Absolute Poker Bonus
Ultimate Bet Bonus
Full Tilt Bonus
Doyles Room Bonus
Poker Article: Best Texas Holdem Strategies
Texas Holdem, like all of its other poker variants, is an extremely mathematical game. As such, it is important to adhere to
certain rules during gameplay, to appreciably enhance your odds of winning. The following rules should be judiciously employed,
to help maximize your Texas Holdem winning percentage. Here are some great Texas Holdem Strategies:
- Get Out of Bad Starting Hands - If your pocket cards do not meet certain criteria - get out ! Never continue on
playing and betting, when you have a poor pocket hand. As a general rule, under most circumstances, you should only consider
playing on, if you have on of the top 25 pocket hands which are: Ace-Ace, King-King, Ace-King suited, Queen-Queen, Ace-King unsuited,
Ace-Queen suited, Jack-Jack, 10-10, Ace-Queen unsuited, Ace-Jack suited, 9-9, King-Queen suited, 8-8, Ace-10 suited,
Ace-Jack unsuited, King-Jack suited, Queen-Jack suited, Ace-8 suited, King-10 suited, Ace-9 suited, Jack-10 suited, Queen-10 suited,
King-Queen unsuited, 10-9 suited, and Ace-10 unsuited.
- You need a Decent Flop - After your pocket hand, the next 3 cards (known as the Flop) must offer you possibilities. If it
does, then you should on depending on how strong your hand is; if does not, then always fold IF another player bets.
- Drawing Hand must exist during the Flop - If you are playing a drawing hand (flush or a straight), at least 4 of the 5
required cards must be present by the Flop. If they are not, then you should always fold, unless you have another non-drawing
scenario that is strong.
- When to continue beyond the Flop with a non-drawing Hand - If you do not have a drawing hand by the end of the Flop, only
continue on if you have a high-ranking pair with a big kicker, or a poker pair that is of higher rank than any card showing
on the Flop (an "overpair"). Movreover, if the Flop has 3 cards of a suit (and you do not have any pocket cards within that suit) or
if the Flop has 3 consecutive cards (that do mesh with your chance for a straight), then that is also a realistic time to fold, since
the odds of one of the other players obtaining a straight or a flush may potentially exist.
- Survey Opponent Hands - After the Flop is issued, take stock on what hands your opponents may or may not have. Attempt to
calculate the highest possible hand that any of your opponents may have. Attempt to estimate what the odds of your opponent getting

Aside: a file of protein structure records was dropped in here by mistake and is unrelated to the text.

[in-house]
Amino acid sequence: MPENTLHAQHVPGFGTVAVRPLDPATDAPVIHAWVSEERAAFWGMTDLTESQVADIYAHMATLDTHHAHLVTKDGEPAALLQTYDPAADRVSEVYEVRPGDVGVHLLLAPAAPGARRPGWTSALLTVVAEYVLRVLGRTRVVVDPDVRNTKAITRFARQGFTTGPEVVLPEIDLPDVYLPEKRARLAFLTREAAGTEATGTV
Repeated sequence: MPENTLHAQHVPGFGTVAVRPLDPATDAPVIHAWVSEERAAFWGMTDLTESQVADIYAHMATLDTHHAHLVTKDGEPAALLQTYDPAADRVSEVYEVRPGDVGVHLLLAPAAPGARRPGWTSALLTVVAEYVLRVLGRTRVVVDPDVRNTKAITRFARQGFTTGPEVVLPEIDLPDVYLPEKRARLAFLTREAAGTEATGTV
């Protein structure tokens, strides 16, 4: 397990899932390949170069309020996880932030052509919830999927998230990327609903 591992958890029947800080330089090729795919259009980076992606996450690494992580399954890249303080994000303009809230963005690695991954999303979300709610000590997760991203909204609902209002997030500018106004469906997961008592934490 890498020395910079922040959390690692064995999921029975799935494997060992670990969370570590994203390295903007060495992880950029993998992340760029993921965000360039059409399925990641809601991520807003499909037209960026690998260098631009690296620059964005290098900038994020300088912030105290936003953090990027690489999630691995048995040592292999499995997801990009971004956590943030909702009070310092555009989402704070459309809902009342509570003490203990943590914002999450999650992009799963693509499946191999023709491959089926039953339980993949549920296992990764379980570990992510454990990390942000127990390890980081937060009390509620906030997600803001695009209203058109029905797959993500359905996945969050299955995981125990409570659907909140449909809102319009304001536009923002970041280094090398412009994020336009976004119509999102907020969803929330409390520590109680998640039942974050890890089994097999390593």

such a hand may be. When this is quickly established, use this as a basis for deciding whether to fold or play on.
- Be Aggressive with Superior Hand - When you have a superior hand, push your opponents to the brink (in a No Limit game,
this may mean going All In). Go for the kill, when you have a great hand - refrain from draggin the game out and letting it proling,
because that may provide an opportunity for your opponents to climb back into the game.
- Always Fold a Losing Hand - Always fold your hand when you know you are losing. Refrain from hanging in the game, and betting,
with the hope that something good will come. You should always minimize your losses, but cutting them as early as possible. The only
possible exception to this might be in a No Limit game, where there is a large degree of bluffing - in this scenario, if you understand
your opponents' bluffing strategies, you may be inclined to occassionally hang around in a game, when there is a shot of winning.
- Seating Position Matters - You should always take your seating position into account, when determining whether you should fold
or remain in the game. This is best illustrated via an example: suppose you have a pair of pocket 4's in the first seating position of
the table. Normally, this would be a good reason to fold, pre-flop. However, if you have the same pair of 4's in the last seating position
or in the Small Blind, for example, and no other opponents raise prior to you (pre-flop), then if there are a decent number of opponents
in the pot ahead of you, you may want to decide to continue with your pair of 4's, and see play into the Flop, due to pot odds.
- Pot Odds should be greater than Actual Odds - "Actual Odds" are the precise mathematical odds of an event occurring. "Pot odds",
are the ratio of money in the pot in relation to the amount that are being asked to bet, in relationship to the actual odds of an event
occurring which would give you that pot. Let's explain this with an example: Let's assume that your pocket hand is (7, 8),
and the flop is (10, Jack, 4) - that is, you need a "9" to complete the straight. The odds of obtaining that "9" on either the Turn
or the River cards, is about 5-to-1. Dependent on the amount of money in the pot, where you and two other players are remaining, the pot odds
of you winning would be about 2-to-1, which is clearly inferior to your actual odds - in this case, you should definitely fold.
However, in the same case, if there are 8 players remaining in the hand, your pot odds would be approximately 7-to-1,
which are better than your actual odds of 5-to-1 -- hence, in this case, you should remain in the game and play on. In this latter case, your
pot odds exceeded your actual odds, so that indicates that it is worth remaining in the game.
Best Online Poker Sites >
Poker Articles >
Best Texas Holdem Strategies